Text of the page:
Average hourly salaries inched up last month due to low-wage job losses
  • U.S. workers received a 5.6% bump in earnings from March to April, driven by low-wage job losses.
  • The increase in earnings is due to the economy shedding mostly low- income jobs, which shifted the average earnings higher and created the semblance of a pay rise.
  • The COVID-19 pandemic has exacerbated U.S. income inequality.

U.S. workers received a hefty bump in average earnings last month, despite an economic slump and the COVID-19 pandemic, according to the U.S. Bureau of Labor Statistics. But an economist cautions that the numbers are skewed due to lower-wage job losses.

Americans saw their real average hourly earnings increase by 5.6% from March to April amid a virus outbreak that caused a record-setting 23 million people to join the unemployment rolls, according to seasonally adjusted official data.

The increase in earnings is due to the economy shedding mostly low-income jobs, which shifted the average earnings higher and created the semblance of a pay rise, says Elise Gould, a senior economist at the Economic Policy Institute.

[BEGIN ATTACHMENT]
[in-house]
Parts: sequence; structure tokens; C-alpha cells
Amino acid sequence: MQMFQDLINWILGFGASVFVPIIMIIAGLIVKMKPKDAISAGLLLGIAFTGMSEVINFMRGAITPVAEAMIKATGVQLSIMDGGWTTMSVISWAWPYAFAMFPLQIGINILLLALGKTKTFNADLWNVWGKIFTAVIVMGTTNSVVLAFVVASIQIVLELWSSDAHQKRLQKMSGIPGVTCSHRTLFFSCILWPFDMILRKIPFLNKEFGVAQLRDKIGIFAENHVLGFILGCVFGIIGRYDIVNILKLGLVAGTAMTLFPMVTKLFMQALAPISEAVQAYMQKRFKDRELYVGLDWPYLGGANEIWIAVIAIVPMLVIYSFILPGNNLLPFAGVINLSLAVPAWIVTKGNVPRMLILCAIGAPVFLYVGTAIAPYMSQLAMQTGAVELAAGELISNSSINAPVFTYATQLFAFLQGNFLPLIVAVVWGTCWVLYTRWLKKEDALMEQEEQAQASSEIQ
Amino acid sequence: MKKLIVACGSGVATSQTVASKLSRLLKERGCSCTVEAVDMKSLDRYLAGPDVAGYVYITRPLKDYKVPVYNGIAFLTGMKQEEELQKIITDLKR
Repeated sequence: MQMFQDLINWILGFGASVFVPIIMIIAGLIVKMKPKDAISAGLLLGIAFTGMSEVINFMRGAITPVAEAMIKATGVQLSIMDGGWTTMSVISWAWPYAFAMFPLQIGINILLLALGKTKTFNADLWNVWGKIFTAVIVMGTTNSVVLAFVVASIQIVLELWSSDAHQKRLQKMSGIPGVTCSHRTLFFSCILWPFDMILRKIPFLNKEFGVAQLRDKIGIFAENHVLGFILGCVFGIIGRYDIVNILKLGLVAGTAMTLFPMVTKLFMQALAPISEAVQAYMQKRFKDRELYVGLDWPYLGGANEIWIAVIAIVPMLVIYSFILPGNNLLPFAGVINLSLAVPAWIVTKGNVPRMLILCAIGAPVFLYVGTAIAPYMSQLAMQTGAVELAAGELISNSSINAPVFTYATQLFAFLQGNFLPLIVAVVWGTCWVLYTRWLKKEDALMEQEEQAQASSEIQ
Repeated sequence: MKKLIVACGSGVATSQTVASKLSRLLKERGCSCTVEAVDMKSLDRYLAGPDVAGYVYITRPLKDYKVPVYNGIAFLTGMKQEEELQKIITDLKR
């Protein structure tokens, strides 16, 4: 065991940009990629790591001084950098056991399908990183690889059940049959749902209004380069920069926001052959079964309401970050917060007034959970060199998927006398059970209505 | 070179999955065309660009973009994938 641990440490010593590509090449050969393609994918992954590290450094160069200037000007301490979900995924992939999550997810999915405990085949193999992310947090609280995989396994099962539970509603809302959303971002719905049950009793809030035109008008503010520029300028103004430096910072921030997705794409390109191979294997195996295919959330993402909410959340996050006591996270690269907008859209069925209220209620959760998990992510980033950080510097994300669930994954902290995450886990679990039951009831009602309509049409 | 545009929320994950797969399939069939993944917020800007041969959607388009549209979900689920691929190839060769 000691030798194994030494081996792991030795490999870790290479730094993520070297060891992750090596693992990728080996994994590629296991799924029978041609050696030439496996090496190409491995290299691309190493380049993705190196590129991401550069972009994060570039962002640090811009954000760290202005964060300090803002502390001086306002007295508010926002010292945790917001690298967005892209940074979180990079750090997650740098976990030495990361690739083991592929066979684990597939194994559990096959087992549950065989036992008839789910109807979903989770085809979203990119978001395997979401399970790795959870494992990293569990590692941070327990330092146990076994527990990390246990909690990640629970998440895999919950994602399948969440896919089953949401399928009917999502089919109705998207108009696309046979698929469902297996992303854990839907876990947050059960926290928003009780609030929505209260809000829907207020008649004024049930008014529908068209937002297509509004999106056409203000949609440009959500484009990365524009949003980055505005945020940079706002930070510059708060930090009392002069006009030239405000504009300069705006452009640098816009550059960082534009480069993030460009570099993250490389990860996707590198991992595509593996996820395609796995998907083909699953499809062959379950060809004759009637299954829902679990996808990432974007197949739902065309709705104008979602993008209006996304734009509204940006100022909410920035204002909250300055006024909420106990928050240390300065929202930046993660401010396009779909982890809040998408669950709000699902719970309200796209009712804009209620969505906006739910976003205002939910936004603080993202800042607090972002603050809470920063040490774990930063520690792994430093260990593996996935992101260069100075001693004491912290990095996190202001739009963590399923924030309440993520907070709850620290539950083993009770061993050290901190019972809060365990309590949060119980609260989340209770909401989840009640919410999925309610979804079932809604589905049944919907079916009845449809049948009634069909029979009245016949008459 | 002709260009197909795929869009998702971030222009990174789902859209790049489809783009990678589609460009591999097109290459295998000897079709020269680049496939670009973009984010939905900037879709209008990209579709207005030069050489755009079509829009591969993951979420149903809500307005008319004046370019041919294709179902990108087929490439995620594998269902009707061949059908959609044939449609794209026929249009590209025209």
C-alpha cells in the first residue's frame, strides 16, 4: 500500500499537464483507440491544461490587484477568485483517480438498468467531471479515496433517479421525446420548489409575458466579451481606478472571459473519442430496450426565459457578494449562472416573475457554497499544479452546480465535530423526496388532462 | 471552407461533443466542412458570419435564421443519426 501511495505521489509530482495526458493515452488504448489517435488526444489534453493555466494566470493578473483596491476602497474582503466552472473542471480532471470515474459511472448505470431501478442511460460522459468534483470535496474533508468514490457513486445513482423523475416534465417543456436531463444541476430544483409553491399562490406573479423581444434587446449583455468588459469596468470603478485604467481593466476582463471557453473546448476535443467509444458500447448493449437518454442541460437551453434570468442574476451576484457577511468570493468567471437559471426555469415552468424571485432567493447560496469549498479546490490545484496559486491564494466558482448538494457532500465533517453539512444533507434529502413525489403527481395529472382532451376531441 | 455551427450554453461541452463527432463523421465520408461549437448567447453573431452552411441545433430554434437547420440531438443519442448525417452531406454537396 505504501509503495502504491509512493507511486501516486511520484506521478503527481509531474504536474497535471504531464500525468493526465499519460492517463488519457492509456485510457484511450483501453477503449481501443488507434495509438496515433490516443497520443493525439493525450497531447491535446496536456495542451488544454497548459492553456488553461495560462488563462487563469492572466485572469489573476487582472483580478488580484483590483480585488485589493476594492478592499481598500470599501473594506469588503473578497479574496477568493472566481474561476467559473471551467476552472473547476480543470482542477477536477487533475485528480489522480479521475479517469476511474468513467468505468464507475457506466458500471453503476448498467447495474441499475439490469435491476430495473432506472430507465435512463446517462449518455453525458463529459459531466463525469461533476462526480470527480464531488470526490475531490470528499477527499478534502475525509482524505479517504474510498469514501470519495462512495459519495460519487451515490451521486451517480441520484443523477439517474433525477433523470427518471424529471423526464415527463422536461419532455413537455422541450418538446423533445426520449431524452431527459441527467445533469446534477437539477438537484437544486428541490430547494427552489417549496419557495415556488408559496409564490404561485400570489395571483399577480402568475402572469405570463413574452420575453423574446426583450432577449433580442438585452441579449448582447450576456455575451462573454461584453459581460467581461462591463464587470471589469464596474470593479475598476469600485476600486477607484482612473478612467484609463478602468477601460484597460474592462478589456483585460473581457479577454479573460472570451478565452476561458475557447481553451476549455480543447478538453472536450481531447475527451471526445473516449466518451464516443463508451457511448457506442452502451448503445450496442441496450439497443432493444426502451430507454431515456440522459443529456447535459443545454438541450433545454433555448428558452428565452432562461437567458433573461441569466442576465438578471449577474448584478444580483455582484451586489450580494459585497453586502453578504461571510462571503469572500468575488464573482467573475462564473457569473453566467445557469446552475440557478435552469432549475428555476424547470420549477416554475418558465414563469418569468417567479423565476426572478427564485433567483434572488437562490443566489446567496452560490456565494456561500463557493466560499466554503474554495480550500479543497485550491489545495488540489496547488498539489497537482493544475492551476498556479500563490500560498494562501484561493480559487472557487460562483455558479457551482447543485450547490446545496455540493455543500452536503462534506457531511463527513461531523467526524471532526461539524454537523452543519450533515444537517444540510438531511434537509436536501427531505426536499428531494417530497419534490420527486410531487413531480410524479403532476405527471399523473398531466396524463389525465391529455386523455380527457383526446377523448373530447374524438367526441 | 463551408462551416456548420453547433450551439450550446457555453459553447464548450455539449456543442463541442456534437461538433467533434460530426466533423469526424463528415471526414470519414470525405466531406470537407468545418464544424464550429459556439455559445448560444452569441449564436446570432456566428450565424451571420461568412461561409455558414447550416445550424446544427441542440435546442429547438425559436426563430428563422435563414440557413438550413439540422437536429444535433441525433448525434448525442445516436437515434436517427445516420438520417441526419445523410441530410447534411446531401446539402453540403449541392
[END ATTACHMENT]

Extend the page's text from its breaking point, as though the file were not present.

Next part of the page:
“The strong wage growth data in April reflects the dropping off of low-wage jobs from the total which results in higher average wages,” Gould told Karma. “So it appears there is faster wage growth, but it’s not actually driven by people getting meaningful wage growth.“

The increase in workers’ pay was also supported by a small drop in the cost of living in urban areas. Overall, the cost of goods and services as measured by the Consumer Price Index has been rising throughout the year but last month the CPI for urban dwellers inched down by 0.8%. 

The COVID-19 pandemic, which has claimed close to 80 000 American lives, according to the World Health Organization, has exacerbated income inequality in the U.S., as salary gains over the last 40 years have accrued to workers at the top of the economic ladder, according to economists.

“The inequality has been magnified by this pandemic,” says Gould, who focuses on matters such as economic mobility, adding that high-earning workers have seen the most gains. “There has been some growth in the middle, but it has been slow. So workers and their families are still living paycheck-to-paycheck and these devastating economic losses from COVID-19 have meant real economic pain for many people.”

The pandemic has also brought worker safety issues to the forefront. In early May, workers at companies, including the online retail giant Amazon, asked for higher wages and protested dangerous working conditions, Reuters reports.

Policymakers could support U.S. workers by strengthening labor laws, says Gould.

“We have let the value of the minimum wage erode,” she said. “Employers have been allowed to oppose the formation of unions and that has led to reduced bargaining power for workers to see meaningful wage increases and better working conditions.”